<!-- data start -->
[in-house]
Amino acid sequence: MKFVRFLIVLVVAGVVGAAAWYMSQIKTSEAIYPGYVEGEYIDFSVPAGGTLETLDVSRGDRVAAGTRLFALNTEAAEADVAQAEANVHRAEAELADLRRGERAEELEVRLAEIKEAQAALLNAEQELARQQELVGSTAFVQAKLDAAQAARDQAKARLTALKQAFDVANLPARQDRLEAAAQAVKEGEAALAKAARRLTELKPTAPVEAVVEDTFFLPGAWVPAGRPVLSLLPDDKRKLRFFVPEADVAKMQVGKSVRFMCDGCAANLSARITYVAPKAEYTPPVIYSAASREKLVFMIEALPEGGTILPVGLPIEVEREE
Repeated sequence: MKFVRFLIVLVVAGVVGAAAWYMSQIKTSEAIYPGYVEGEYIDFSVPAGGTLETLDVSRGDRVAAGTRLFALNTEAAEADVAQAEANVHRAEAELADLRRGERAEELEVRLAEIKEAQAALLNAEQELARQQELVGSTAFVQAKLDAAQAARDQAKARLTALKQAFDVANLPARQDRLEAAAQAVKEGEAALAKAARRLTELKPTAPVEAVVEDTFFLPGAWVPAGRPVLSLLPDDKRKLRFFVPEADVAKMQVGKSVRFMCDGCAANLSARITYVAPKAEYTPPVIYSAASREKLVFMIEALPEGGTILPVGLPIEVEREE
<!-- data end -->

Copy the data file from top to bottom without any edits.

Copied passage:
[in-house]
Amino acid sequence: MKFVRFLIVLVVAGVVGAAAWYMSQIKTSEAIYPGYVEGEYIDFSVPAGGTLETLDVSRGDRVAAGTRLFALNTEAAEADVAQAEANVHRAEAELADLRRGERAEELEVRLAEIKEAQAALLNAEQELARQQELVGSTAFVQAKLDAAQAARDQAKARLTALKQAFDVANLPARQDRLEAAAQAVKEGEAALAKAARRLTELKPTAPVEAVVEDTFFLPGAWVPAGRPVLSLLPDDKRKLRFFVPEADVAKMQVGKSVRFMCDGCAANLSARITYVAPKAEYTPPVIYSAASREKLVFMIEALPEGGTILPVGLPIEVEREE
Repeated sequence: MKFVRFLIVLVVAGVVGAAAWYMSQIKTSEAIYPGYVEGEYIDFSVPAGGTLETLDVSRGDRVAAGTRLFALNTEAAEADVAQAEANVHRAEAELADLRRGERAEELEVRLAEIKEAQAALLNAEQELARQQELVGSTAFVQAKLDAAQAARDQAKARLTALKQAFDVANLPARQDRLEAAAQAVKEGEAALAKAARRLTELKPTAPVEAVVEDTFFLPGAWVPAGRPVLSLLPDDKRKLRFFVPEADVAKMQVGKSVRFMCDGCAANLSARITYVAPKAEYTPPVIYSAASREKLVFMIEALPEGGTILPVGLPIEVEREE